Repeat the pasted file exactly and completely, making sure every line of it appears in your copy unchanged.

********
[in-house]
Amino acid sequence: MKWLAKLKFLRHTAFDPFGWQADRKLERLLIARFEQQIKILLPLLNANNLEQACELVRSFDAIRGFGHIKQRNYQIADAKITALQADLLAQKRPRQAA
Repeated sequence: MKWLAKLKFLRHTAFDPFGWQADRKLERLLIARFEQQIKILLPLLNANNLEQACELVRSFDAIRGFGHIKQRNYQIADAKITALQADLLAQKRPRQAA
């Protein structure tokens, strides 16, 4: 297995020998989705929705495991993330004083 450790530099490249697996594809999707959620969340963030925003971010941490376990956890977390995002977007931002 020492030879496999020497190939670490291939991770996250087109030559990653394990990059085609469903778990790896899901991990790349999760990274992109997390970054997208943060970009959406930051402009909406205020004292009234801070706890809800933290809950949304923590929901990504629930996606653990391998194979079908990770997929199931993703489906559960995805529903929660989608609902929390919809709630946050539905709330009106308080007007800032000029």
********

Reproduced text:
[in-house]
Amino acid sequence: MKWLAKLKFLRHTAFDPFGWQADRKLERLLIARFEQQIKILLPLLNANNLEQACELVRSFDAIRGFGHIKQRNYQIADAKITALQADLLAQKRPRQAA
Repeated sequence: MKWLAKLKFLRHTAFDPFGWQADRKLERLLIARFEQQIKILLPLLNANNLEQACELVRSFDAIRGFGHIKQRNYQIADAKITALQADLLAQKRPRQAA
């Protein structure tokens, strides 16, 4: 297995020998989705929705495991993330004083 450790530099490249697996594809999707959620969340963030925003971010941490376990956890977390995002977007931002 020492030879496999020497190939670490291939991770996250087109030559990653394990990059085609469903778990790896899901991990790349999760990274992109997390970054997208943060970009959406930051402009909406205020004292009234801070706890809800933290809950949304923590929901990504629930996606653990391998194979079908990770997929199931993703489906559960995805529903929660989608609902929390919809709630946050539905709330009106308080007007800032000029």